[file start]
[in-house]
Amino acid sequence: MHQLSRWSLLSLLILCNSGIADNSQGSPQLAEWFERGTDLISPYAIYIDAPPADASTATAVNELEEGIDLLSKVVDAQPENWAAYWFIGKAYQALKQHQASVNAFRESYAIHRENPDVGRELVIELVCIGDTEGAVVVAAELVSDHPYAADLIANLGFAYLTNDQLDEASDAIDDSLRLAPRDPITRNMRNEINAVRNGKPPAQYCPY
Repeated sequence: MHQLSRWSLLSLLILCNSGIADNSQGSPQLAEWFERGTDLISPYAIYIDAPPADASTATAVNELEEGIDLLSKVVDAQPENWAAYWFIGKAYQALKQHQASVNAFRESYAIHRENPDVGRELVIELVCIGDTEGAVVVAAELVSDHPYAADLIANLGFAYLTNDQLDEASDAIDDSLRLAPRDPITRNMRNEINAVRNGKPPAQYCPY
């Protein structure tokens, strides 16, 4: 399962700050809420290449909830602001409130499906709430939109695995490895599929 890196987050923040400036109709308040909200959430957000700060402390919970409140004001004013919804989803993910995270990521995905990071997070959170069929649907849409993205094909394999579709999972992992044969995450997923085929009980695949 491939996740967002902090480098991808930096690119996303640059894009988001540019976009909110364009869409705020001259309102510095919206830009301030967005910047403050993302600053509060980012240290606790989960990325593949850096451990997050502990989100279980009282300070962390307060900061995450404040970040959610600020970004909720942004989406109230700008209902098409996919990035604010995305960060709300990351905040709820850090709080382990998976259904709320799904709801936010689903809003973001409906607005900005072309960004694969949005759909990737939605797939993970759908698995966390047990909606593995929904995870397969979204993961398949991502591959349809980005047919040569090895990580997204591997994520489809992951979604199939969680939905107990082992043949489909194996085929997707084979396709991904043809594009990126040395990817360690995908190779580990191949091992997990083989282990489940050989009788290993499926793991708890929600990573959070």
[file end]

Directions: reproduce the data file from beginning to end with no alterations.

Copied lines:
[in-house]
Amino acid sequence: MHQLSRWSLLSLLILCNSGIADNSQGSPQLAEWFERGTDLISPYAIYIDAPPADASTATAVNELEEGIDLLSKVVDAQPENWAAYWFIGKAYQALKQHQASVNAFRESYAIHRENPDVGRELVIELVCIGDTEGAVVVAAELVSDHPYAADLIANLGFAYLTNDQLDEASDAIDDSLRLAPRDPITRNMRNEINAVRNGKPPAQYCPY
Repeated sequence: MHQLSRWSLLSLLILCNSGIADNSQGSPQLAEWFERGTDLISPYAIYIDAPPADASTATAVNELEEGIDLLSKVVDAQPENWAAYWFIGKAYQALKQHQASVNAFRESYAIHRENPDVGRELVIELVCIGDTEGAVVVAAELVSDHPYAADLIANLGFAYLTNDQLDEASDAIDDSLRLAPRDPITRNMRNEINAVRNGKPPAQYCPY
């Protein structure tokens, strides 16, 4: 399962700050809420290449909830602001409130499906709430939109695995490895599929 890196987050923040400036109709308040909200959430957000700060402390919970409140004001004013919804989803993910995270990521995905990071997070959170069929649907849409993205094909394999579709999972992992044969995450997923085929009980695949 491939996740967002902090480098991808930096690119996303640059894009988001540019976009909110364009869409705020001259309102510095919206830009301030967005910047403050993302600053509060980012240290606790989960990325593949850096451990997050502990989100279980009282300070962390307060900061995450404040970040959610600020970004909720942004989406109230700008209902098409996919990035604010995305960060709300990351905040709820850090709080382990998976259904709320799904709801936010689903809003973001409906607005900005072309960004694969949005759909990737939605797939993970759908698995966390047990909606593995929904995870397969979204993961398949991502591959349809980005047919040569090895990580997204591997994520489809992951979604199939969680939905107990082992043949489909194996085929997707084979396709991904043809594009990126040395990817360690995908190779580990191949091992997990083989282990489940050989009788290993499926793991708890929600990573959070």